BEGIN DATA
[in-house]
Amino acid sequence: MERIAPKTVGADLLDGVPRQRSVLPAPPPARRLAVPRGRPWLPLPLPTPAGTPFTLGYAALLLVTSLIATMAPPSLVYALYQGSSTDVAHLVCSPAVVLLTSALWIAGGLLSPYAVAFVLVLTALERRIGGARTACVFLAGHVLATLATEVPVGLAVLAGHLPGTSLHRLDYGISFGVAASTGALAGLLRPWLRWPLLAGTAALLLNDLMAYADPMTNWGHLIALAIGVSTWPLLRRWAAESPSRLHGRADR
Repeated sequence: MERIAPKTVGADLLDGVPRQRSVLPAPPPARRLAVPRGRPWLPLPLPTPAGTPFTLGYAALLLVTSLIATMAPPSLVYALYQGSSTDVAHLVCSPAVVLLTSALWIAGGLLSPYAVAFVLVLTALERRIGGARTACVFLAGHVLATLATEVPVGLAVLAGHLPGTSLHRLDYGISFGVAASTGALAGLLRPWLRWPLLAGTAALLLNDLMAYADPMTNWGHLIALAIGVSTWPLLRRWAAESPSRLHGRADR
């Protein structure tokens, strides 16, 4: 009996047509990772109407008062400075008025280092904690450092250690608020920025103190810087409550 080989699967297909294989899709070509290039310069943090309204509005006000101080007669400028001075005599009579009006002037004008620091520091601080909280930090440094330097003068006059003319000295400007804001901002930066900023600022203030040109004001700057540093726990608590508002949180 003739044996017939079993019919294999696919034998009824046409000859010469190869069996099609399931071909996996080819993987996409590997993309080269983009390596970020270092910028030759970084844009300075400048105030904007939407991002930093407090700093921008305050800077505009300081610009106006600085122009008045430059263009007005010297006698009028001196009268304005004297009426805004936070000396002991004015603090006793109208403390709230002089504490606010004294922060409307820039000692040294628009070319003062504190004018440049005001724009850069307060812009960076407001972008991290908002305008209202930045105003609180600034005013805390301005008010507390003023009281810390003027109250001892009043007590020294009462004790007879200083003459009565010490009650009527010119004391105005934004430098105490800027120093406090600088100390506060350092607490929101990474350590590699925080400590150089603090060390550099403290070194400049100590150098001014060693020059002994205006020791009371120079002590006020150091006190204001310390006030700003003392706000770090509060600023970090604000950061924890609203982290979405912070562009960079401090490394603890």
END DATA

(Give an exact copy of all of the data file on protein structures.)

[in-house]
Amino acid sequence: MERIAPKTVGADLLDGVPRQRSVLPAPPPARRLAVPRGRPWLPLPLPTPAGTPFTLGYAALLLVTSLIATMAPPSLVYALYQGSSTDVAHLVCSPAVVLLTSALWIAGGLLSPYAVAFVLVLTALERRIGGARTACVFLAGHVLATLATEVPVGLAVLAGHLPGTSLHRLDYGISFGVAASTGALAGLLRPWLRWPLLAGTAALLLNDLMAYADPMTNWGHLIALAIGVSTWPLLRRWAAESPSRLHGRADR
Repeated sequence: MERIAPKTVGADLLDGVPRQRSVLPAPPPARRLAVPRGRPWLPLPLPTPAGTPFTLGYAALLLVTSLIATMAPPSLVYALYQGSSTDVAHLVCSPAVVLLTSALWIAGGLLSPYAVAFVLVLTALERRIGGARTACVFLAGHVLATLATEVPVGLAVLAGHLPGTSLHRLDYGISFGVAASTGALAGLLRPWLRWPLLAGTAALLLNDLMAYADPMTNWGHLIALAIGVSTWPLLRRWAAESPSRLHGRADR
């Protein structure tokens, strides 16, 4: 009996047509990772109407008062400075008025280092904690450092250690608020920025103190810087409550 080989699967297909294989899709070509290039310069943090309204509005006000101080007669400028001075005599009579009006002037004008620091520091601080909280930090440094330097003068006059003319000295400007804001901002930066900023600022203030040109004001700057540093726990608590508002949180 003739044996017939079993019919294999696919034998009824046409000859010469190869069996099609399931071909996996080819993987996409590997993309080269983009390596970020270092910028030759970084844009300075400048105030904007939407991002930093407090700093921008305050800077505009300081610009106006600085122009008045430059263009007005010297006698009028001196009268304005004297009426805004936070000396002991004015603090006793109208403390709230002089504490606010004294922060409307820039000692040294628009070319003062504190004018440049005001724009850069307060812009960076407001972008991290908002305008209202930045105003609180600034005013805390301005008010507390003023009281810390003027109250001892009043007590020294009462004790007879200083003459009565010490009650009527010119004391105005934004430098105490800027120093406090600088100390506060350092607490929101990474350590590699925080400590150089603090060390550099403290070194400049100590150098001014060693020059002994205006020791009371120079002590006020150091006190204001310390006030700003003392706000770090509060600023970090604000950061924890609203982290979405912070562009960079401090490394603890």